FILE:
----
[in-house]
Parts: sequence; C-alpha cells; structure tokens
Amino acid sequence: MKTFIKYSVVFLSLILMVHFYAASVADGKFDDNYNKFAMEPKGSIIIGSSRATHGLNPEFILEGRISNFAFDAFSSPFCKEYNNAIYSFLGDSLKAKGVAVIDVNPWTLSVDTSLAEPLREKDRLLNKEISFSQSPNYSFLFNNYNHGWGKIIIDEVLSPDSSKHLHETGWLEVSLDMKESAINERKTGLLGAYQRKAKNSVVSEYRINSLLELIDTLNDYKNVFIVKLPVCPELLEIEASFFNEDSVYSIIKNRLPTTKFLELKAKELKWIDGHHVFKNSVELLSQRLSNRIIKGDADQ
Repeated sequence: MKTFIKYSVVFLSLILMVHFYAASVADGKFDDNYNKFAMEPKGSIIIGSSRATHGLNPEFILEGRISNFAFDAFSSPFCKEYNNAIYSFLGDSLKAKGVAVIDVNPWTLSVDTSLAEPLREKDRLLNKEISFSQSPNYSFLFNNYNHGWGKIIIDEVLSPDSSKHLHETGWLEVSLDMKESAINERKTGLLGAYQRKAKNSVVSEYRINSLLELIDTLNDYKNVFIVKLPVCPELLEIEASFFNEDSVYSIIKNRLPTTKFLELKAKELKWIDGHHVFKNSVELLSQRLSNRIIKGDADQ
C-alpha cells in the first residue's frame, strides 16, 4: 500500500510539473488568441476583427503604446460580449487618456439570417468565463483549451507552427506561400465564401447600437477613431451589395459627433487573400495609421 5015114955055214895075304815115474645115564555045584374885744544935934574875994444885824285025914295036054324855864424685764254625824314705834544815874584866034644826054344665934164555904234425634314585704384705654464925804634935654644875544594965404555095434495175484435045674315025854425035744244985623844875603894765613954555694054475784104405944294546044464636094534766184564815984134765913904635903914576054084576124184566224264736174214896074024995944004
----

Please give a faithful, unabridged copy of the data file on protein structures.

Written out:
[in-house]
Parts: sequence; C-alpha cells; structure tokens
Amino acid sequence: MKTFIKYSVVFLSLILMVHFYAASVADGKFDDNYNKFAMEPKGSIIIGSSRATHGLNPEFILEGRISNFAFDAFSSPFCKEYNNAIYSFLGDSLKAKGVAVIDVNPWTLSVDTSLAEPLREKDRLLNKEISFSQSPNYSFLFNNYNHGWGKIIIDEVLSPDSSKHLHETGWLEVSLDMKESAINERKTGLLGAYQRKAKNSVVSEYRINSLLELIDTLNDYKNVFIVKLPVCPELLEIEASFFNEDSVYSIIKNRLPTTKFLELKAKELKWIDGHHVFKNSVELLSQRLSNRIIKGDADQ
Repeated sequence: MKTFIKYSVVFLSLILMVHFYAASVADGKFDDNYNKFAMEPKGSIIIGSSRATHGLNPEFILEGRISNFAFDAFSSPFCKEYNNAIYSFLGDSLKAKGVAVIDVNPWTLSVDTSLAEPLREKDRLLNKEISFSQSPNYSFLFNNYNHGWGKIIIDEVLSPDSSKHLHETGWLEVSLDMKESAINERKTGLLGAYQRKAKNSVVSEYRINSLLELIDTLNDYKNVFIVKLPVCPELLEIEASFFNEDSVYSIIKNRLPTTKFLELKAKELKWIDGHHVFKNSVELLSQRLSNRIIKGDADQ
C-alpha cells in the first residue's frame, strides 16, 4: 500500500510539473488568441476583427503604446460580449487618456439570417468565463483549451507552427506561400465564401447600437477613431451589395459627433487573400495609421 5015114955055214895075304815115474645115564555045584374885744544935934574875994444885824285025914295036054324855864424685764254625824314705834544815874584866034644826054344665934164555904234425634314585704384705654464925804634935654644875544594965404555095434495175484435045674315025854425035744244985623844875603894765613954555694054475784104405944294546044464636094534766184564815984134765913904635903914576054084576124184566224264736174214896074024995944004